PARIS — Puig, considered a front-runner in the race to acquire Jean Paul Gaultier, can now trumpet its improving track record in fashion: Sales in that division — comprised primarily of Carolina Herrera and Nina Ricci — gained 25 percent last year.
This story first appeared in the April 12, 2011 issue of WWD. Subscribe Today.
Releasing select 2010 financial data on Monday, the Barcelona-based fragrance and fashion group said net profits vaulted 57 percent to 130 million euros, or $172.6 million, as total revenues climbed 22 percent to 1.20 billion euros, or $1.60 billion.
Operating profits, or earnings before interest and taxes, rose 89 percent to 184 million euros, or $244.3 million. Dollar figures are converted at an average exchange rate for the calendar year.
The company did not provide any figures for 2011, but said sales grew 22 percent in the first quarter and that it is gunning to surpass sales of 1.3 billion euros this year.
Puig has recently become a more aggressive — and international — player, last year acquiring the worldwide license for Valentino fragrances. Puig also counts Comme des Garçons Parfums, Prada Parfums and Payot among names in its prestige portfolio. Last year, it also launched fragrances for Adolfo Dominguez, Antonio Banderas and Shakira.
According to Monday’s data, Puig now controls 7 percent of the global prestige perfume business, up from 3.7 percent in 2005.
Marc Puig, chairman and chief executive officer of family-owned Puig, declined all comment Monday on the sale process for Gaultier.
However, elaborating on its 2010 business, he told WWD that Paco Rabanne “has been a key driver for the past few years” thanks to the men’s scent 1 Million, launched in 2008 and followed up last year with a successful feminine counterpart: Lady Million.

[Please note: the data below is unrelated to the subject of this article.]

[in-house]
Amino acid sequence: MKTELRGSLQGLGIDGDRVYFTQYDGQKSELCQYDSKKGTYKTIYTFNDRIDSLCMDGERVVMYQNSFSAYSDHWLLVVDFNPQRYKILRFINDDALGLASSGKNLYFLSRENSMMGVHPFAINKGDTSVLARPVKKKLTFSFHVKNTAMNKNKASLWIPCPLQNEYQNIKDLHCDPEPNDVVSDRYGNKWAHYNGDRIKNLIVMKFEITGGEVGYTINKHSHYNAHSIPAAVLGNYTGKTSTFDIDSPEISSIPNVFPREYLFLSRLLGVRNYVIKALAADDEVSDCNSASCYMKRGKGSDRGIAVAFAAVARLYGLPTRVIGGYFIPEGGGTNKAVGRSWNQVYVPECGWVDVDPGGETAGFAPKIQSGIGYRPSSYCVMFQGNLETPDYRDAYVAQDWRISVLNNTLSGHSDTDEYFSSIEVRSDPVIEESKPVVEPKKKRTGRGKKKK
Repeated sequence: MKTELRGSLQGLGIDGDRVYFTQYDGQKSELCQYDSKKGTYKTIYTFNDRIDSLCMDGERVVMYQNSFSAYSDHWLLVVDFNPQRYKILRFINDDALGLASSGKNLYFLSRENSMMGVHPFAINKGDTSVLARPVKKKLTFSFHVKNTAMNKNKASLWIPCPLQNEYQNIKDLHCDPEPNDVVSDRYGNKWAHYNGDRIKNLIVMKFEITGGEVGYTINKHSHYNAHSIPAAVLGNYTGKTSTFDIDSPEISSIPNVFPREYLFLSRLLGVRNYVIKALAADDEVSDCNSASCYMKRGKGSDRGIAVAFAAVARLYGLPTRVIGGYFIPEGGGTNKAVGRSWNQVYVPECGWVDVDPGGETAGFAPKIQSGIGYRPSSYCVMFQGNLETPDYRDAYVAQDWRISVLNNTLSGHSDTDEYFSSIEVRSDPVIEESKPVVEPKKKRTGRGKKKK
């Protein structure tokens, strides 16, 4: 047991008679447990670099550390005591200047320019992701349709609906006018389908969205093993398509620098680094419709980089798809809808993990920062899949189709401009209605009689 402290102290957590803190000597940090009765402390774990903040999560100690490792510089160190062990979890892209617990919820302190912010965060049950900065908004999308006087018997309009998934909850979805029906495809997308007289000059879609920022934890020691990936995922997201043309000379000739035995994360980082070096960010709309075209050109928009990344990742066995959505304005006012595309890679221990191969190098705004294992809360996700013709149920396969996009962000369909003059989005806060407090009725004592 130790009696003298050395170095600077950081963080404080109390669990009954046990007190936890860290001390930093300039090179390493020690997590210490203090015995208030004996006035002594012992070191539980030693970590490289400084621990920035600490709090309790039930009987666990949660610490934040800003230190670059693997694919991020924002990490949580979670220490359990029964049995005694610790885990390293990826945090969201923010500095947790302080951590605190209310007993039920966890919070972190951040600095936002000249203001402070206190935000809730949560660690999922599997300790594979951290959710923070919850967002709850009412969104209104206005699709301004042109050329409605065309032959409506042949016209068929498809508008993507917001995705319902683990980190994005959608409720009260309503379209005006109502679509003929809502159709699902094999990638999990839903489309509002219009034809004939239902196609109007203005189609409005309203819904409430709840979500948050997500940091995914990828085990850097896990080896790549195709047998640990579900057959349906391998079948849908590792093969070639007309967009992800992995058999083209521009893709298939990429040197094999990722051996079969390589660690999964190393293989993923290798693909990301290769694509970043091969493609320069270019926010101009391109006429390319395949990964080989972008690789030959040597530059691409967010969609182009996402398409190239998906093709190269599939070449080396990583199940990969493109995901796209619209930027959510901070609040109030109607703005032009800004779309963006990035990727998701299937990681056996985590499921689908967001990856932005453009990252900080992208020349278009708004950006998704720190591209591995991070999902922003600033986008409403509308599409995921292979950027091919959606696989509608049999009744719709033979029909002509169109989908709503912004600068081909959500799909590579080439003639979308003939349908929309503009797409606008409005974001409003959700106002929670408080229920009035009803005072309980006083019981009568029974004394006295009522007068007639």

Rabanne is reactivating its fashion activity, and this fall will stage a runway show for the first ready-to-wear collection designed by its new creative director, Manish Arora. Earlier this year, Rabanne introduced limited edition handbags based on an iconic style from 1969.
Other key fragrance launches that contributed to 2010 growth were Herrera’s 212 VIP, Ricci’s L’Elixir de Nina and Infusion d’Iris by Prada. Of the latter franchise, Puig said, “We think it has tremendous potential going forward.”
International sales now account for 75 percent of Puig revenues versus 62 percent five years ago.
While Spain remains Puig’s main market, its importance has shrunk to a quarter of sales, down from 38 percent in 2005.
Growth in Spain was muted last year, with revenues up 2 percent, while Puig described robust growth “across the board” in the rest of Europe and emerging markets. The company, marking its centennial year in 2014, distributes its products in more than 130 countries.
As reported, Puig is said to be in exclusive negotiations to acquire the 45 percent stake in Gaultier owned by Hermès International, and possibly from the founding designer himself.
Meanwhile, Shiseido and Fung Capital declined to comment Monday on speculation in Europe that the two firms had joined forces to bid for Gaultier. Beauté Prestige International, a subsidiary of Shiseido, currently holds the lucrative fragrance license for the couturier.
Inter Parfums SA is also frequently cited as a contender for Gaultier, but chief executive officer Philippe Benacin said Monday: “We are not on the short list of companies in the bidding process. But if bidding were opened up, we would definitely be interested. It’s a great company. Although we do not currently have a presence in fashion, the fragrance and fashion worlds are very closely linked, so it would make sense.”